The Eiffel Tower was built by Alexandre Gustave Eiffel for the 100th anniversary of the French Revolution. Even though Gustave Eiffel is credited for the Eiffel Tower it was actually two lesser known people who came up with the original drawing of it. These people were Maurice Koechlin and Emile Nouguier. These two men were the chief engineers of Eiffel’s engineering firm. The main architect was Stephen Sauvestre.
Koechlin, Nouguier, Sauvestre, and Eiffel submitted the plans to compete for the spot on the champ de mars plot of land, to serve as the expositions entrance. It would also determine the 1889 world's fair centerpiece in Paris. There were 107 bids submitted to construct the Eiffel Tower. Fifty people worked on the design, and more than 100 built the parts. One hundred and thirty two workers assembled the parts on site.
The first digging for the foundations began on January 28, 1887 and all construction was concluded on March 31, 1889. When the tower was built, it was only meant to be kept for 20 years. People did not like the Eiffel Tower and wanted it taken down because they thought is was an ugly structure polluting the scenery of the Paris sky. After the 20 years, the tower became the property of Paris again.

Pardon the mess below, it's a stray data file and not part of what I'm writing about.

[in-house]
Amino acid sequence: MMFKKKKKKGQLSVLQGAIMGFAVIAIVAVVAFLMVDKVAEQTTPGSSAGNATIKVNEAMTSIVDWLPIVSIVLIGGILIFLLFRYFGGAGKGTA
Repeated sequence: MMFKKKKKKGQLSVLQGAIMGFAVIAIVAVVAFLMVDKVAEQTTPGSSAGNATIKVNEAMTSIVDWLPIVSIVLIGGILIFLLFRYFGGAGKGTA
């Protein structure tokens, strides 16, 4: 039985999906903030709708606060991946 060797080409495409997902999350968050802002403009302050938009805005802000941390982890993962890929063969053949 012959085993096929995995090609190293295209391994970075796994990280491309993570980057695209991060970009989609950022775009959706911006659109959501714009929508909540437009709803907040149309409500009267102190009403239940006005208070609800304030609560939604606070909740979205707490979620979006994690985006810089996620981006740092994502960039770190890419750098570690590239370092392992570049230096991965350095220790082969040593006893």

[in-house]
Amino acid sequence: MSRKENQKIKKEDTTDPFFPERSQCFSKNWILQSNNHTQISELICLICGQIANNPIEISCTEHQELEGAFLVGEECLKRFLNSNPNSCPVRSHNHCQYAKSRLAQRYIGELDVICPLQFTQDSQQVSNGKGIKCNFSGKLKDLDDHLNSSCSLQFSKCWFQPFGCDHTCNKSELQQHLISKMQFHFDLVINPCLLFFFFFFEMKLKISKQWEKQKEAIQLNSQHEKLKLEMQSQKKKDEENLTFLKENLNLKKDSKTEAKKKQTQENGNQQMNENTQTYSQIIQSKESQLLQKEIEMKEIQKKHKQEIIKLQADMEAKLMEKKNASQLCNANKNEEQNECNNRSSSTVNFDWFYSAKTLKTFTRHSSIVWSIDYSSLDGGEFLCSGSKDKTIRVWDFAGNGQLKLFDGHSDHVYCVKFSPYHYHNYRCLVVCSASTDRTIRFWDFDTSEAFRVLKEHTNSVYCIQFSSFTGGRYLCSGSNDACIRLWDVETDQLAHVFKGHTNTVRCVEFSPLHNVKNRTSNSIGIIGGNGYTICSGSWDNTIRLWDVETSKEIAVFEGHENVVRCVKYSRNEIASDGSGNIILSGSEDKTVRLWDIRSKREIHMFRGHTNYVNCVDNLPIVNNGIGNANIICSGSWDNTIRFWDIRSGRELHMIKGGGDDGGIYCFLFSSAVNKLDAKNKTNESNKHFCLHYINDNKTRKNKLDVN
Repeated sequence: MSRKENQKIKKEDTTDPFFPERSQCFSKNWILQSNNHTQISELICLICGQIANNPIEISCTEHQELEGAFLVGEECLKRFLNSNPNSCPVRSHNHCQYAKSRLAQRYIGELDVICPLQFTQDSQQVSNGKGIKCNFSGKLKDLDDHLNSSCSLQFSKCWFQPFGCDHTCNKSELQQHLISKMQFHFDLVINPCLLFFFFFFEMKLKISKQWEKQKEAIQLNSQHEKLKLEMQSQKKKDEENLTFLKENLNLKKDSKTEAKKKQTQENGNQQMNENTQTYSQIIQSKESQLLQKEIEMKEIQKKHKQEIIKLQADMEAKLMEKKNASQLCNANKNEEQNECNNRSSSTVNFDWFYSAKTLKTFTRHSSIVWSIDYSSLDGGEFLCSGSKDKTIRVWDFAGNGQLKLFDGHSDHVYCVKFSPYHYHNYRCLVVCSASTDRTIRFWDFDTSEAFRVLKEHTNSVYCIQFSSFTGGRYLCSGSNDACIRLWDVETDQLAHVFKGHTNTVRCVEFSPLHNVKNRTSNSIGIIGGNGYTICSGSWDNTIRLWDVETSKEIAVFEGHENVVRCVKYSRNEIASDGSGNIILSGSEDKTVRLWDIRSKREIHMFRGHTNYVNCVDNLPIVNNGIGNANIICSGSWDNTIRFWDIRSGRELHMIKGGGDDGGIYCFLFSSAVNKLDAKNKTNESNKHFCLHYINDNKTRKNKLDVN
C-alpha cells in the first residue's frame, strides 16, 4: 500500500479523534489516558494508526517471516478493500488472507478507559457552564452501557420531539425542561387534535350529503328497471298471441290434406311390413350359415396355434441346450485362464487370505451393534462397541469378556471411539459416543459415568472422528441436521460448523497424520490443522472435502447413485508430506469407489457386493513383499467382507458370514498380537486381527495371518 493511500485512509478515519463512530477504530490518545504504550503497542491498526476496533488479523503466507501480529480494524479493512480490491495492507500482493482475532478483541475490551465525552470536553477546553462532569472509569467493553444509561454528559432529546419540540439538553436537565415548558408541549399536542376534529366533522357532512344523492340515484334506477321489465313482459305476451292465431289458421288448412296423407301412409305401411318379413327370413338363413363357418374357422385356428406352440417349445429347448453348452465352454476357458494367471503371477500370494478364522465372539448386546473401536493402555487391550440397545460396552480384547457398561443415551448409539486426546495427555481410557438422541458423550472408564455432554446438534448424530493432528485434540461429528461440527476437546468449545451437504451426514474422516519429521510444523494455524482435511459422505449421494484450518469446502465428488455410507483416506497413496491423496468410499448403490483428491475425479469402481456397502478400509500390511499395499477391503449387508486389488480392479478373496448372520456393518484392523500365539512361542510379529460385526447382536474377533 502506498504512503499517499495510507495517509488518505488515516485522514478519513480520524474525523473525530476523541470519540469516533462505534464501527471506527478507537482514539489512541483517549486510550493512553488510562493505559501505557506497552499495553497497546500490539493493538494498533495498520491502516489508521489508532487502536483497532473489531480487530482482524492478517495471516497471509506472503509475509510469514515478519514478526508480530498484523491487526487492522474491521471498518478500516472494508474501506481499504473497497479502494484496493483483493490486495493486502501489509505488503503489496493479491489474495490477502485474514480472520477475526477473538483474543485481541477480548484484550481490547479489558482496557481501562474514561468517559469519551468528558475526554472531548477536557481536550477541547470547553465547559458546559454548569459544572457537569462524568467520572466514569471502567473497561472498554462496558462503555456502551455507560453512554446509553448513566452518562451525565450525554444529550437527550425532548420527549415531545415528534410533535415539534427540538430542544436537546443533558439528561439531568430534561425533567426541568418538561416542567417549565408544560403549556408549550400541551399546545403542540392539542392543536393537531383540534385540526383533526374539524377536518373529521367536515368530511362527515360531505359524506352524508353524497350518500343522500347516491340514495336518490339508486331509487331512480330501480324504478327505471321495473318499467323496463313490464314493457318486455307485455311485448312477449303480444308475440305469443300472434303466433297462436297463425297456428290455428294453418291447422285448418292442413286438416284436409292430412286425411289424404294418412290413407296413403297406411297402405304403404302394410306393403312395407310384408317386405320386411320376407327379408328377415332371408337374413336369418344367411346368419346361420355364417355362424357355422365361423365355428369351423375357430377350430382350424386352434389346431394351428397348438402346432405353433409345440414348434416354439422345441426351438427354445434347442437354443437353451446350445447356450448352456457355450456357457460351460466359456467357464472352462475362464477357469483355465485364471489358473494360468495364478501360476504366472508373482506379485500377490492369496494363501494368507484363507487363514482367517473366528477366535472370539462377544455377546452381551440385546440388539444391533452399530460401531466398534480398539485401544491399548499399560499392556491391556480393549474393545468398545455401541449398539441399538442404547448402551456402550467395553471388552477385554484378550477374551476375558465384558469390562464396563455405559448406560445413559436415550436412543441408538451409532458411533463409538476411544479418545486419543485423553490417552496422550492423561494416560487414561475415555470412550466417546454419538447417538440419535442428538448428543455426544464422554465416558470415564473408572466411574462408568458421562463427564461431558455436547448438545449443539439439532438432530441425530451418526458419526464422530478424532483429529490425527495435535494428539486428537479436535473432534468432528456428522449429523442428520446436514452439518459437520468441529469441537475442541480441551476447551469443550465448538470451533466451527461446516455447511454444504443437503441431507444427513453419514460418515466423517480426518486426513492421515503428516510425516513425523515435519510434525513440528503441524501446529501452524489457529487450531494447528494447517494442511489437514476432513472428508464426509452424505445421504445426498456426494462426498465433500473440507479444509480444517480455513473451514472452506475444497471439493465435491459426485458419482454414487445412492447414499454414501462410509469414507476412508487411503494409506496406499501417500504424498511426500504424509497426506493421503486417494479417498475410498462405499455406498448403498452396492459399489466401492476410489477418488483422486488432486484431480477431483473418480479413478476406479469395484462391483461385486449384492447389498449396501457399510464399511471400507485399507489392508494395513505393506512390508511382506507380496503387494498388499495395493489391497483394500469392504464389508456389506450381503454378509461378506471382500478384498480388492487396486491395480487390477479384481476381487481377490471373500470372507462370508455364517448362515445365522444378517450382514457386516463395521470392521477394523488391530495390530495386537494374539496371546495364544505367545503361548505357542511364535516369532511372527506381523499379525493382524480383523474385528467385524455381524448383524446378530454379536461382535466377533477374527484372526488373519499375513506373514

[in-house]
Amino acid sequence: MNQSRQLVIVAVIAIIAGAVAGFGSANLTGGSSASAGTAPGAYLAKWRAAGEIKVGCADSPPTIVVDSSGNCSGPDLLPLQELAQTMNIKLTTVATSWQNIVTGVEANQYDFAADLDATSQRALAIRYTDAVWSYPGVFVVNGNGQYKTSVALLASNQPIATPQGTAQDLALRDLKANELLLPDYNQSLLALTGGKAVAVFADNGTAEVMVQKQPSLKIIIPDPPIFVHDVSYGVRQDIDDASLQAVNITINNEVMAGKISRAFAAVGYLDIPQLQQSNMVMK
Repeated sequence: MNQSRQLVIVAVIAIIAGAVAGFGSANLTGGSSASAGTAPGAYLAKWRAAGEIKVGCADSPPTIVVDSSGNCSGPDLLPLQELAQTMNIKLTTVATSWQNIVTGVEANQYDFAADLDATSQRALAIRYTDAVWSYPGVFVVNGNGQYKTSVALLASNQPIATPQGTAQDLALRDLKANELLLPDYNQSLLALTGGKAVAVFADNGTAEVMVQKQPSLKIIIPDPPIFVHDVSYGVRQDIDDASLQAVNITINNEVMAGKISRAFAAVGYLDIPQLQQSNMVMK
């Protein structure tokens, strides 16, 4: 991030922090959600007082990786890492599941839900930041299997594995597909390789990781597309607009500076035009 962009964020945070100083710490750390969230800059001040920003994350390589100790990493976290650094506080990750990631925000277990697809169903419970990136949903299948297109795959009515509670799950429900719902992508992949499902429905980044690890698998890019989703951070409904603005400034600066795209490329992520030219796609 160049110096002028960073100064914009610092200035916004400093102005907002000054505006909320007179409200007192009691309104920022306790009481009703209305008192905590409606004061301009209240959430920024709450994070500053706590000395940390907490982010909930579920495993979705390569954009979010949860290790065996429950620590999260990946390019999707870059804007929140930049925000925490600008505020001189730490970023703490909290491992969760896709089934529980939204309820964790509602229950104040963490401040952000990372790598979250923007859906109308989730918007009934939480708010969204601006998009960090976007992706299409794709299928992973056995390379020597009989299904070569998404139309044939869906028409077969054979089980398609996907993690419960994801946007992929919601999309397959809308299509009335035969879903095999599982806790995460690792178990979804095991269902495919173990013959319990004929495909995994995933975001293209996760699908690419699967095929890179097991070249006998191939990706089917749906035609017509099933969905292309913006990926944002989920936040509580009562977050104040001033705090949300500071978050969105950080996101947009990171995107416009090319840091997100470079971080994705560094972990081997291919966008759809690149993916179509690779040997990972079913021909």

By this time, the city had learned that the tower could be used to help with communications. There was also a metrology lab that had been installed for studies on everything from gravity to electricity. The military used the tower as a wireless telegraph transmitter for communication during battle. The tower was used in the capture of the spy "Mata Hari" during World War I after a message was intercepted. Today, it is used to send radio and television signals to the capital city of Paris and beyond. After people learned about the many benefits the tower provided, no one wanted it to be taken apart.
There were 50 architects, engineers, and draftsmen that created 5,300 drawings of the Eiffel Tower before the construction started. Once they had a plan, there were 18,000 pieces built and prepared in Eiffel's factory outside of town. These pieces were created to the accuracy of 1/10 of a millimeter. These pieces were put together to form new pieces that were 5 meters long to be transported to the building site.
There were 132 workers there to assemble the pieces on site. All the pieces were put into place and hooked together by thermally assembled rivets. There were 4 men needed to assemble a single rivet: one person to heat the rivet up, another to hold it in place, a third to shape the head, and a fourth person to beat the rivet with a sledge hammer.